Hydrogen-Bonded Complexes of Aromatic Crown Ethers with (9-Anthracenyl)methylammonium Derivatives. Supramolecular Photochemistry and Photophysics. pH-Controllable Supramolecular Switching†
1997-11-05T00:00:00Z (GMT) by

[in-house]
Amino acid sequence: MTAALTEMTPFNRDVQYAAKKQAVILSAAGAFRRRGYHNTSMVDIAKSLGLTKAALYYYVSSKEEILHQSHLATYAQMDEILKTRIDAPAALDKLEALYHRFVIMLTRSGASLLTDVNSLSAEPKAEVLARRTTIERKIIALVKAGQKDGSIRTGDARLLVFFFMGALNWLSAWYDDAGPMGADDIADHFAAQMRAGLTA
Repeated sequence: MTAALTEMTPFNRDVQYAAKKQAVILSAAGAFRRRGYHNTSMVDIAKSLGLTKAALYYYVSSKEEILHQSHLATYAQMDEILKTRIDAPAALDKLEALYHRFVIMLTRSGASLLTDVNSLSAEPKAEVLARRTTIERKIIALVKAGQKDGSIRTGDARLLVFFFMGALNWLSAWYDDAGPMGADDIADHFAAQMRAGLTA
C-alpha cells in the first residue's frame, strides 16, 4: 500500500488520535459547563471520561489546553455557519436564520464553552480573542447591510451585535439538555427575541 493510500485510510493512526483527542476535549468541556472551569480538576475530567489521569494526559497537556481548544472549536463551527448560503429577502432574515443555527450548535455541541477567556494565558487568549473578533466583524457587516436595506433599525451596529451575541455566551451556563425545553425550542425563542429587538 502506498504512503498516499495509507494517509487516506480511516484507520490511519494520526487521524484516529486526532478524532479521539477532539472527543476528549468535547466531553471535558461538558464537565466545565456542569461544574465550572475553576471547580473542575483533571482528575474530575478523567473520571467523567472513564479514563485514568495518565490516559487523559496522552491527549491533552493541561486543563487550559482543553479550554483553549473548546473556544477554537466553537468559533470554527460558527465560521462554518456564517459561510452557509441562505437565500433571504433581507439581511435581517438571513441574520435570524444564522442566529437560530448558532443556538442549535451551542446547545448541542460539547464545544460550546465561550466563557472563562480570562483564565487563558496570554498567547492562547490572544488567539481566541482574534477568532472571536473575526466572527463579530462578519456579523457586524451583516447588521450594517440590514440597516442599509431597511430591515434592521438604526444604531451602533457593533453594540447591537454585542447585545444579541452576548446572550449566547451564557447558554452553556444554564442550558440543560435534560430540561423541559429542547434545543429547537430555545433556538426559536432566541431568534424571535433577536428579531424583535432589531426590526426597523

The (9-anthracenyl)methylammonium and (9-anthracenyl)benzylammonium tetrakis(hexafluorophosphate) salts give hydrogen-bonded complexes in CH2Cl2 with aromatic crown ethers containing dibenzo (DB) or dinaphtho (DN) units. The association constants vary from 3 × 103 to 1 × 106 M-1 in CH2Cl2, depending on the specific ammonium cation and crown ether involved. In a number of cases, pseudorotaxane-like geometries for the complexes are demonstrated by (a) 1H NMR spectroscopy in solution, (b) X-ray crystallography in the solid state, and (c) mass spectrometry in the gas phase. The results obtained by absorption, emission, and excitation spectroscopy and excited lifetimes show that, as a consequence of the hydrogen bond driven recognition process, the anthracene chromophoric unit interacts with the aromatic units of the crown ethers. In the complexes involving the DB18C6, DB24C8, and DB30C10 macrocycles, the interaction leads to the complete quenching of the fluorescence of the dialkoxybenzene moieties and parallels sensitization of the anthracene fluorescence. In the complexes of 1/5-DN38C10, both the crown and the anthracene fluorescence are completely quenched, most likely by an energy-transfer cascade involving the triplet state of the dialkoxynaphthalene moiety. In the complexes of 2/3-DN30C10, the interaction between the anthracene moiety and the naphthalene rings of the crown ether is relatively strong, as indicated by the perturbation of the absorption bands, the disappearance of the fluorescence bands of the naphthalene- and anthracene-type chromophoric units, and the appearance of a new, broad fluorescence band. The complexes can also be formed by addition of CF3COOH or CF3SO3H to CH2Cl2 solutions containing crown ether and amine. The association process between DB24C8 and (9-anthracenyl)benzylammonium salt can be reversed quantitatively upon addition of a suitable base and the complex can be formed again after treatment with acid.
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